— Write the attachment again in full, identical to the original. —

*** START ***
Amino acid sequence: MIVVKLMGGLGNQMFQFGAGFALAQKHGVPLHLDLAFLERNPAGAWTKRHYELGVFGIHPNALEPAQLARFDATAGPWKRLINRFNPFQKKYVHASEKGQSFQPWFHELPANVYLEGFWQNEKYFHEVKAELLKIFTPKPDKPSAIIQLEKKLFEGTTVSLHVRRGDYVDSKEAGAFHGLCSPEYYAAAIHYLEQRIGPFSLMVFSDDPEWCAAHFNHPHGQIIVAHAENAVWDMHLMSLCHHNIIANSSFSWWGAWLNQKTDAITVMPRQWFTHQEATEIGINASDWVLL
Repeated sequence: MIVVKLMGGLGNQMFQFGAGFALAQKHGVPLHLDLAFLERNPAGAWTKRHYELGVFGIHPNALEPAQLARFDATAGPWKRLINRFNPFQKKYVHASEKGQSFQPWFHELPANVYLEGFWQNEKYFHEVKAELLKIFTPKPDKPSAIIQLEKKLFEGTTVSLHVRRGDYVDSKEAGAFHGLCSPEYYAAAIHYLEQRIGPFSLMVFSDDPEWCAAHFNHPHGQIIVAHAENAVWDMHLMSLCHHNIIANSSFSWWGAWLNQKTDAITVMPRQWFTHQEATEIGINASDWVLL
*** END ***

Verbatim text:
Amino acid sequence: MIVVKLMGGLGNQMFQFGAGFALAQKHGVPLHLDLAFLERNPAGAWTKRHYELGVFGIHPNALEPAQLARFDATAGPWKRLINRFNPFQKKYVHASEKGQSFQPWFHELPANVYLEGFWQNEKYFHEVKAELLKIFTPKPDKPSAIIQLEKKLFEGTTVSLHVRRGDYVDSKEAGAFHGLCSPEYYAAAIHYLEQRIGPFSLMVFSDDPEWCAAHFNHPHGQIIVAHAENAVWDMHLMSLCHHNIIANSSFSWWGAWLNQKTDAITVMPRQWFTHQEATEIGINASDWVLL
Repeated sequence: MIVVKLMGGLGNQMFQFGAGFALAQKHGVPLHLDLAFLERNPAGAWTKRHYELGVFGIHPNALEPAQLARFDATAGPWKRLINRFNPFQKKYVHASEKGQSFQPWFHELPANVYLEGFWQNEKYFHEVKAELLKIFTPKPDKPSAIIQLEKKLFEGTTVSLHVRRGDYVDSKEAGAFHGLCSPEYYAAAIHYLEQRIGPFSLMVFSDDPEWCAAHFNHPHGQIIVAHAENAVWDMHLMSLCHHNIIANSSFSWWGAWLNQKTDAITVMPRQWFTHQEATEIGINASDWVLL